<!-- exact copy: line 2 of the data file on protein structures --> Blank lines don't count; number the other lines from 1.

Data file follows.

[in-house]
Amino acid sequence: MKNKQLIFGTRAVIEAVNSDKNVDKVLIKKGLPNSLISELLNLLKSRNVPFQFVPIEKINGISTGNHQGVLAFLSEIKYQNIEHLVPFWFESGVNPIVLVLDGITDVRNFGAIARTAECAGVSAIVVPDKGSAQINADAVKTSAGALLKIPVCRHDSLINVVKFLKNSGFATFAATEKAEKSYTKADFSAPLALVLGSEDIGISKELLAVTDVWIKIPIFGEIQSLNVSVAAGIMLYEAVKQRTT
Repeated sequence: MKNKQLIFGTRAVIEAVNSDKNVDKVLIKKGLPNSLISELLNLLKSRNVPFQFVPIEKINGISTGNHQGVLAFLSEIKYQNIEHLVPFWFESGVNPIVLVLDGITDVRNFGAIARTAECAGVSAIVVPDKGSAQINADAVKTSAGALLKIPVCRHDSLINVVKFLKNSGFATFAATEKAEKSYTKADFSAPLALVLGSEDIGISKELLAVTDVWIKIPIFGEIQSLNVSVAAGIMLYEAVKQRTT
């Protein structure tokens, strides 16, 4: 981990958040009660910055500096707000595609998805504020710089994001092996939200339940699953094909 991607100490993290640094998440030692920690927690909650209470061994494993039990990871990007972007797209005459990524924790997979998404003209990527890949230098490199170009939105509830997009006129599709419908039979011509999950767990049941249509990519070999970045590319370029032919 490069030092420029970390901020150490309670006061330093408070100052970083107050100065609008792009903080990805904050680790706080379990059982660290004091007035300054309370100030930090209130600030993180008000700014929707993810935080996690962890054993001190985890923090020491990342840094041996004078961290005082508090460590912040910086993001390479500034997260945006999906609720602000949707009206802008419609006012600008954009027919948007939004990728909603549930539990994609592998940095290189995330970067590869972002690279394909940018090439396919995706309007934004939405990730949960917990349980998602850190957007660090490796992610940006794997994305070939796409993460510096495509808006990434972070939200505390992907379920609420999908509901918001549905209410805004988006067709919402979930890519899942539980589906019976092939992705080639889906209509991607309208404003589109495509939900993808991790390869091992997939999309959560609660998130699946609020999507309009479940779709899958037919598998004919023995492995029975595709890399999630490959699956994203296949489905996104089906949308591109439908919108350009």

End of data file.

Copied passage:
Amino acid sequence: MKNKQLIFGTRAVIEAVNSDKNVDKVLIKKGLPNSLISELLNLLKSRNVPFQFVPIEKINGISTGNHQGVLAFLSEIKYQNIEHLVPFWFESGVNPIVLVLDGITDVRNFGAIARTAECAGVSAIVVPDKGSAQINADAVKTSAGALLKIPVCRHDSLINVVKFLKNSGFATFAATEKAEKSYTKADFSAPLALVLGSEDIGISKELLAVTDVWIKIPIFGEIQSLNVSVAAGIMLYEAVKQRTT